6. Take care of your shoes

Like I mentioned above, my shoes have lasted me 5 years. There is some degradation of the glue, but hey, it's not that bad! Keep your shoes in room temp places (NOT IN YOUR BURNING HOT CAR). Air them out. Don't put them in the dryer.

7. Pay attention to (and address) your body

This is an all across rule to health and fitness. Have you been having painful heels? Does your back hurt the day after a run? Are you experiencing plantar fasciitis? In my experience, most people don't respect their bodies. And they pay for it. Don't make this mistake- you are better off stopping and addressing an issue than ignoring it so you can do that 5k you paid for. It may be the difference between being able to run when you're 60 or sitting it out.
Hopefully you are not neglecting the other areas of fitness such as strength, flexibility, good nutrition, and stress management. Treating your body with respect in these areas can help avoid injuries across the board, and you're more likely to have success with trying out minimalist shoes.

Well, that's all I've got! What about you?
Have you made the switch? What changes have you noticed?
Please leave a comment and share if you found this post helpful!

Monday, July 3, 2017

Easy Lunch: Iron Smoothie

It's Monday again, which means it Monday Food Prep day for me. Since I devote myself to prepping food for the other days of the week, I pick really fast and easy lunches to reduce my overall workload for the day. Smoothies are one of my favorite ways to do this. I also love smoothies because they are great for gradually adjusting kids' taste buds to new flavors without the visual and textural shock. I ultimately have the goal of seeing my kids shriek with excitement at the announcement that wilted spinach is for dinner...but let's start small, people, okay? ;)

So today, I decided I would make an "iron-focused" smoothie. What that means it that I choose foods that complement iron absorption. 


I'm not one for recipes and measuring. I almost never repeat the same recipe exactly how one is supposed to. I just throw in whatever I feel like. I would encourage you to experiment too! If you want to try more kefir to cocoa ratio, go for it! You may explore that your kids really like the flavor of spinach and can add more as you go!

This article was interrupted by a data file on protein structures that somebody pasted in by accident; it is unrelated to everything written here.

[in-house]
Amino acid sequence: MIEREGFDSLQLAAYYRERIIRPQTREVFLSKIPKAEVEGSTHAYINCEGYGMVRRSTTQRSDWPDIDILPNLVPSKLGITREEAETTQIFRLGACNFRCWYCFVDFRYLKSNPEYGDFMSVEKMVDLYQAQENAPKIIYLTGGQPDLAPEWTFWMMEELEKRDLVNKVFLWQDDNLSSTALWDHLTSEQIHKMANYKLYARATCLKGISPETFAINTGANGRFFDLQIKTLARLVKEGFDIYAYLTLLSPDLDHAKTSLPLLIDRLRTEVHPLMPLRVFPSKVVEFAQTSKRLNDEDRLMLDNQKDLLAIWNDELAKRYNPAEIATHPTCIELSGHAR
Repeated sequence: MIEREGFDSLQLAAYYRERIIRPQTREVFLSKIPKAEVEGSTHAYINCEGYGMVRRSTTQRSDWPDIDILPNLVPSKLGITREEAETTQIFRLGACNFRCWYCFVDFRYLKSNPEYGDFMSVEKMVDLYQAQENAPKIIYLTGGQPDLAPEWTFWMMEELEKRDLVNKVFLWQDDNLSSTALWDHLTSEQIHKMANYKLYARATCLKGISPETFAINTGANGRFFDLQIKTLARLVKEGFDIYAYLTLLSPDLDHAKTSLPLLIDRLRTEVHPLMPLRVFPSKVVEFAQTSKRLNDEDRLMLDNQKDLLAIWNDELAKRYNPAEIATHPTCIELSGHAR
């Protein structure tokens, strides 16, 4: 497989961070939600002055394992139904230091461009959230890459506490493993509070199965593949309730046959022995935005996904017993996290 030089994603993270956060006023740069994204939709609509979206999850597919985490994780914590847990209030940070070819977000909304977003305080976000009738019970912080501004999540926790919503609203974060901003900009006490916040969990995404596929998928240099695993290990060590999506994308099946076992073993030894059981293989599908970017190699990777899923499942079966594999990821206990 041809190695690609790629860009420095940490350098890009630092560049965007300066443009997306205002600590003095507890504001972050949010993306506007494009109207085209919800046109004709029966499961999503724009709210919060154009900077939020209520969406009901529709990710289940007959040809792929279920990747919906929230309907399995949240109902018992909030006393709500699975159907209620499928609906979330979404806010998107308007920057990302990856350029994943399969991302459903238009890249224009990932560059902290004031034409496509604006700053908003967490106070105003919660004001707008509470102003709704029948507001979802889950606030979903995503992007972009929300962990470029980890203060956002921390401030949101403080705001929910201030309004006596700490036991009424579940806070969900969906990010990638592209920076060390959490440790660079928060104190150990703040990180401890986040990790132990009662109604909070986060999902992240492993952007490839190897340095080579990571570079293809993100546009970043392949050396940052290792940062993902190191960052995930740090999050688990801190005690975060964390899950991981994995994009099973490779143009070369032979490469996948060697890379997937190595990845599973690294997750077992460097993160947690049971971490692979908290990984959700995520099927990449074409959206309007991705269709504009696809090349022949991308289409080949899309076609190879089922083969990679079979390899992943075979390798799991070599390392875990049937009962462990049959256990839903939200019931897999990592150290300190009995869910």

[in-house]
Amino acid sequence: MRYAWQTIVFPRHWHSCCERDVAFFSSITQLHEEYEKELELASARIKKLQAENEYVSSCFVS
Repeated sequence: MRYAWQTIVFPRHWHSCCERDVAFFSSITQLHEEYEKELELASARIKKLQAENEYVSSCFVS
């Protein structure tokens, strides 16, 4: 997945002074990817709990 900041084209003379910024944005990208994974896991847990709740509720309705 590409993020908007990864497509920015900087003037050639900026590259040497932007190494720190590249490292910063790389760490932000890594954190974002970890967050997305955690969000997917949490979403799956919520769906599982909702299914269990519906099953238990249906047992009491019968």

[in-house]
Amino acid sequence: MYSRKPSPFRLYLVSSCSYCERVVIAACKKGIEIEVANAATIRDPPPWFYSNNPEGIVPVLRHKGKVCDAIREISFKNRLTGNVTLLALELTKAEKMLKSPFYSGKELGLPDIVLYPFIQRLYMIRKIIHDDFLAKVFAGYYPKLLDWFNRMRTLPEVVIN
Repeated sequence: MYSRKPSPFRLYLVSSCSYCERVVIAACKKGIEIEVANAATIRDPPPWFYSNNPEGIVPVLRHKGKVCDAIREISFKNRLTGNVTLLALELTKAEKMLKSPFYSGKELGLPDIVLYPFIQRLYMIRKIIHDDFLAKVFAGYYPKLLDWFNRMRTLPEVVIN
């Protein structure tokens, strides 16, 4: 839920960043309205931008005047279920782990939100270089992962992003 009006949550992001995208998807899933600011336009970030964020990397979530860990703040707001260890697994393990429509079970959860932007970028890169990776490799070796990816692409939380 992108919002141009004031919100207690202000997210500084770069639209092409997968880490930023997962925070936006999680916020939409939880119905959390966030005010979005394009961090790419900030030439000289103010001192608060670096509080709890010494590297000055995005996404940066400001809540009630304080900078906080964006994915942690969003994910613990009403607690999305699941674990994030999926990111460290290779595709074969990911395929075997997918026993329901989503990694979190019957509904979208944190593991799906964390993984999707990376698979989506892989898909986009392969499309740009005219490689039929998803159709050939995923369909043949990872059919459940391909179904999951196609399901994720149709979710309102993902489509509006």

So here's what I did today, and my kids LOVED it!

-Mango flavored smoothie (I got it at Sprouts) Protein, added vitamin D, Calcium
- Frozen Spinach: Iron, Fiber
- Cocoa powder: Iron, flavor AND it doesn't hurt to tell your kids there is healthy chocolate in there
- Peanut Butter: Iron, protein
- Banana: I mostly added this for flavor...banana has a great flavor next to chocolate.

So technically, Calcium and Iron are not friends; meaning, one inhibits the absorption of the other a little. Iron rich foods (like spinach) have something called oxalic acid in it, and it binds to Calcium. But before you say "What's the point then???" remember that your/kids' bodies will absorb some, and the goal of healthy food training is not simply for our bodies' health, but for overall health; to experience a wide array of textures, flavors, and smells, all while enjoying social interaction with others.

But back to the smoothie: here are a couple of things I've learned along the way:
 - If you have a toddler, a child who doesn't handle utensils well, or just a straight up messy child and want to minimize the mess, add a little flaxseed meal to the smoothie if it is runny. This adds Omega-3's, and absorbs much of the liquid. 

- blend on "liquefy" setting; the spinach can be rather fibrous, making it difficult for small kids to handle...and it freaks them out a bit...

- if you want to increase iron absorption even more, add a fruit that has vitamin C, such as strawberries 

Let me know if you try this recipe, or what changes you made to it! And please subscribe and share if you found this helpful!